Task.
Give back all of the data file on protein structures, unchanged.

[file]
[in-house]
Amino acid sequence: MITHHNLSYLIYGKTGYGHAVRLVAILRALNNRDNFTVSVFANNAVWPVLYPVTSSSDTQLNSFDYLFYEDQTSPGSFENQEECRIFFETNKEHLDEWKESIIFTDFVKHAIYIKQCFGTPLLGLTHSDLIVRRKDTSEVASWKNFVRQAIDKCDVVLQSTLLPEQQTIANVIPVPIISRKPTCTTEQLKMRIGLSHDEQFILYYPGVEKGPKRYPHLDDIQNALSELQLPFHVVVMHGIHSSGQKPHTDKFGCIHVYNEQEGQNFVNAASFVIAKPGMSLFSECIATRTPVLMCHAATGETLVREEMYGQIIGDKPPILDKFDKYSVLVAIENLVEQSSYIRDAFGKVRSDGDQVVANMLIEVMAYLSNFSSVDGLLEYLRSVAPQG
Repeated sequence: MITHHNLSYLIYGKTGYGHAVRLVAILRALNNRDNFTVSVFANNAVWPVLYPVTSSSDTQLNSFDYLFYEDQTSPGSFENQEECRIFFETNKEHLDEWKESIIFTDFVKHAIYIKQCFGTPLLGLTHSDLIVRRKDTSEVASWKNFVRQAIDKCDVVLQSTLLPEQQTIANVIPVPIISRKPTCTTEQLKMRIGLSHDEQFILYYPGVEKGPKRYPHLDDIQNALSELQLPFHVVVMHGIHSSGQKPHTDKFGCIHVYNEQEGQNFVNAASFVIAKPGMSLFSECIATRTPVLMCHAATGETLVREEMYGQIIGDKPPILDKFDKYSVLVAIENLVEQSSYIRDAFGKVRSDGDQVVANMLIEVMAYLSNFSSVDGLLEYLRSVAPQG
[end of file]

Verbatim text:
[in-house]
Amino acid sequence: MITHHNLSYLIYGKTGYGHAVRLVAILRALNNRDNFTVSVFANNAVWPVLYPVTSSSDTQLNSFDYLFYEDQTSPGSFENQEECRIFFETNKEHLDEWKESIIFTDFVKHAIYIKQCFGTPLLGLTHSDLIVRRKDTSEVASWKNFVRQAIDKCDVVLQSTLLPEQQTIANVIPVPIISRKPTCTTEQLKMRIGLSHDEQFILYYPGVEKGPKRYPHLDDIQNALSELQLPFHVVVMHGIHSSGQKPHTDKFGCIHVYNEQEGQNFVNAASFVIAKPGMSLFSECIATRTPVLMCHAATGETLVREEMYGQIIGDKPPILDKFDKYSVLVAIENLVEQSSYIRDAFGKVRSDGDQVVANMLIEVMAYLSNFSSVDGLLEYLRSVAPQG
Repeated sequence: MITHHNLSYLIYGKTGYGHAVRLVAILRALNNRDNFTVSVFANNAVWPVLYPVTSSSDTQLNSFDYLFYEDQTSPGSFENQEECRIFFETNKEHLDEWKESIIFTDFVKHAIYIKQCFGTPLLGLTHSDLIVRRKDTSEVASWKNFVRQAIDKCDVVLQSTLLPEQQTIANVIPVPIISRKPTCTTEQLKMRIGLSHDEQFILYYPGVEKGPKRYPHLDDIQNALSELQLPFHVVVMHGIHSSGQKPHTDKFGCIHVYNEQEGQNFVNAASFVIAKPGMSLFSECIATRTPVLMCHAATGETLVREEMYGQIIGDKPPILDKFDKYSVLVAIENLVEQSSYIRDAFGKVRSDGDQVVANMLIEVMAYLSNFSSVDGLLEYLRSVAPQG